Forestlands that contain important scenic, cultural, recreation and water resources, including fish and wildlife habitat and other ecological values, and that support traditional forest uses, will receive priority.
Landowners who participate in the program are required to follow a land management plan approved by the CSFS. Activities consistent with the management plan, including timber harvesting, grazing and recreation activities, are permitted.
The Colorado State Forest Stewardship Coordinating Committee will evaluate proposals and recommend proposals that merit moving forward to the USDA Forest Service. Forwarded proposals will compete at a regional level, and those selected at the regional level will compete nationally for funding.
The application deadline is 4 p.m. July 29 for federal fiscal year 2018 funding. Proposals must be submitted by standard mail.
For more information or to receive an application packet, call Naomi Marcus at 970-491-6303.
Applications also are available online at csfs.colostate.edu/funding-assistance.
Volunteers needed for July 2 Mountain Madness races
Northwest Colorado Health (formerly Northwest Colorado Visiting Nurse Association) is seeking volunteers to help with the Mountain Madness half-marathon and 10K on July 2.
Volunteers are needed to help with registrations, aid stations and other details. Proceeds from the run/walk event, held by the Steamboat Springs Running Series, benefit health and wellness programs at Northwest Colorado Health.
For more information about the race, visit runningseries.com. Those interested in volunteering should call Mindy Marriott at 970-871-7609.
Middle East scholar to speak 7 pm Tuesday at library
Bud Werner Memorial Library presents a talk with Nader Hashemi, director of the Center for Middle East Studies at University of Denver, at 7 p.m. Tuesday in Library Hall.
Hashemi will open the evening by addressing “Turmoil in the Middle East: How Should the U.S. Respond?” He will offer an introduction to core themes and issues surrounding policy in the Middle East, including Iran, Syria and the lingering legacy of the Arab Spring, followed by an informal town-hall-style Q&A session.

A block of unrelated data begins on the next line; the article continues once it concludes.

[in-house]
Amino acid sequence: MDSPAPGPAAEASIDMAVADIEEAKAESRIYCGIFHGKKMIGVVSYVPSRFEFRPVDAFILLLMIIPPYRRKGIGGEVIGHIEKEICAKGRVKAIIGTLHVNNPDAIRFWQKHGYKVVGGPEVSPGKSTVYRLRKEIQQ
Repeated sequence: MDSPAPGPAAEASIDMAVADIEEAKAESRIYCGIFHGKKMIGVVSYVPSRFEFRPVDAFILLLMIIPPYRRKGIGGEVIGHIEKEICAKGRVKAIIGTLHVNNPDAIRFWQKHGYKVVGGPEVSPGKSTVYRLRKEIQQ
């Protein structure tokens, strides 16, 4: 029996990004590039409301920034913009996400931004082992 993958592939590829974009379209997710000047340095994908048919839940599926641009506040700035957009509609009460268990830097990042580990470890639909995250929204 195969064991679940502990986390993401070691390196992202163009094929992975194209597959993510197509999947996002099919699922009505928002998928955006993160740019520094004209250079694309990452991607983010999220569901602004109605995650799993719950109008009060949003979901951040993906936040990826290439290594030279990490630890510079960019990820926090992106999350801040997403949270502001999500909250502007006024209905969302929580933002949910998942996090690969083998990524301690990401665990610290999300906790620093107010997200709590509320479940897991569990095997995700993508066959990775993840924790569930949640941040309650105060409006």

Hashemi is associate professor of Middle East and Islamic politics at the University of Denver’s Josef Korbel School of International Studies and the author of “Islam, Secularism, and Liberal Democracy: Toward a Democratic Theory for Muslim Societies.” He is also co-editor of “The People Reloaded: The Green Movement and the Struggle for Iran’s Future and The Syrian Dilemma.”
This event is free, and books will be available for sale and author signing after the talk. Visit steamboatlibrary.org/events for more information.
Support Local Journalism
Support Local Journalism
Readers around Steamboat and Routt County make the Steamboat Pilot & Today’s work possible. Your financial contribution supports our efforts to deliver quality, locally relevant journalism.
Now more than ever, your support is critical to help us keep our community informed about the evolving coronavirus pandemic and the impact it is having locally. Every contribution, however large or small, will make a difference.
Each donation will be used exclusively for the development and creation of increased news coverage.
Start a dialogue, stay on topic and be civil.
If you don't follow the rules, your comment may be deleted.
User Legend: Moderator Trusted User
As likely the longest, continuously serving doctor in Routt County in modern times, Dr. Tim Rinn has seen his practice evolve through 42 years of care from treating rodeo cowboys to more mountain bikers and…